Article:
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A perfectly timed metro issue prevented me from attending the recently concluded National Endowment for Democracy event on ‘The Role of Media Development in Democratic Transitions: The Case of Southern Africa‘.

While I am saddened at the loss of the opportunity to see the lady in the brown skirt who often shows up at NED events, I am heartened that this issue is being discussed (although the bias toward participants of US origin is a bit unfortunate).  I have devoted considerable attention to Zimbabwe in the last weeks, a country that aside from its relatively frequently bombed newspapers, has basically no independent media.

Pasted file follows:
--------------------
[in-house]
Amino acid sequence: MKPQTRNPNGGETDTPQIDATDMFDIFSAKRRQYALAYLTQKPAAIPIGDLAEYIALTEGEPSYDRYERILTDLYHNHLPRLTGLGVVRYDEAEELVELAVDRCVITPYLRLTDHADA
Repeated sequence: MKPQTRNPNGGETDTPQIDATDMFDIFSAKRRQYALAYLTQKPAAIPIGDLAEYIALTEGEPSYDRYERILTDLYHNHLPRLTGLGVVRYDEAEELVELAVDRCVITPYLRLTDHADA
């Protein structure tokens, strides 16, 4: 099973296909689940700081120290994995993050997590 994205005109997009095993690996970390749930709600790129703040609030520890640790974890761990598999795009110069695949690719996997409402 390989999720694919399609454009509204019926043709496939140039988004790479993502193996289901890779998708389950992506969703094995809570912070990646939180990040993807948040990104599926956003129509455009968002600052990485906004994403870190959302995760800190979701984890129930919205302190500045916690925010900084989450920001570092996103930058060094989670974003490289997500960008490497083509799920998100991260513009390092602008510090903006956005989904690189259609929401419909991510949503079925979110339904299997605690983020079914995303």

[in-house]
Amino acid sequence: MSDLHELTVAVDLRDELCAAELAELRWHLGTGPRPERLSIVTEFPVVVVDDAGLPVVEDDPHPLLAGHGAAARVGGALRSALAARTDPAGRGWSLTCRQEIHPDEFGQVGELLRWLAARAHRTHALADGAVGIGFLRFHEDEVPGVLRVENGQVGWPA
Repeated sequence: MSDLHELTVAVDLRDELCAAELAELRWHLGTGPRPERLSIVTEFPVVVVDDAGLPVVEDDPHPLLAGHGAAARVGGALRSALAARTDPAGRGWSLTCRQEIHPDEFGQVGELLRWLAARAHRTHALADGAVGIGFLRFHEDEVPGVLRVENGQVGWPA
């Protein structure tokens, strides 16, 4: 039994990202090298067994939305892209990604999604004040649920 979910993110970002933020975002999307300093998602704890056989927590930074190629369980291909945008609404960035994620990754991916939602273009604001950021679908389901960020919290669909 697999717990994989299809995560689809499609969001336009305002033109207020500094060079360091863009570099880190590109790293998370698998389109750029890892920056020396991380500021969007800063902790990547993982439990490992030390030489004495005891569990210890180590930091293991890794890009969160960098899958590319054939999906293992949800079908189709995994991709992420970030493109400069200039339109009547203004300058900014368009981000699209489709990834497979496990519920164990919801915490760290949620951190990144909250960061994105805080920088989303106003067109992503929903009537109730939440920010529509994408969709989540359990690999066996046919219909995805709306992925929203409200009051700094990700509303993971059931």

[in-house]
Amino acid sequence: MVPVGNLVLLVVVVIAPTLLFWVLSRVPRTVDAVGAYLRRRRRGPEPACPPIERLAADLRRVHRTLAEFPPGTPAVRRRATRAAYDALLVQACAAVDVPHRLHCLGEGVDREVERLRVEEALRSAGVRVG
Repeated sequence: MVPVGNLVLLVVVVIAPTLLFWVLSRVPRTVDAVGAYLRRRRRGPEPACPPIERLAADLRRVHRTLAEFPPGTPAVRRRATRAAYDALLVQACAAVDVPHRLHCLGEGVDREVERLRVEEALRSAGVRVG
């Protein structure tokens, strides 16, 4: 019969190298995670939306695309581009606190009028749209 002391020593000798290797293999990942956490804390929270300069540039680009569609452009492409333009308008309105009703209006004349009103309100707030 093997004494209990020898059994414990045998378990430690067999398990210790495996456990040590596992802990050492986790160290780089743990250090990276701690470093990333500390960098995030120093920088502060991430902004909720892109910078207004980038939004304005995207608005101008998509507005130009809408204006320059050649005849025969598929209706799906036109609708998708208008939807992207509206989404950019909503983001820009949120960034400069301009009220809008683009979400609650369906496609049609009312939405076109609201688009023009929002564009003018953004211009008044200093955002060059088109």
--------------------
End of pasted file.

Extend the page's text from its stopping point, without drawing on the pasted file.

South Africa aside (and even the Rainbow Nation does not have much of a projection – I loved watching Rhythm City, but it doesn’t seem to have much reach in Africa), the region on the whole does not seem to have a particularly vibrant media infrastructure, especially when one goes beyond newspapers, which are falling increasingly out of favor worldwide – however, the Wilson Center has recently informed me that Zambia now has a Chinese language newspaper.

As the region represents the part of Africa that is best connected to larger global currents and is primarily English speaking, further development of southern African media should have important repercussions in shaping global perceptions of Africa.

You can read the report the event is based on here.  Interestingly, it seems to only address South Africa.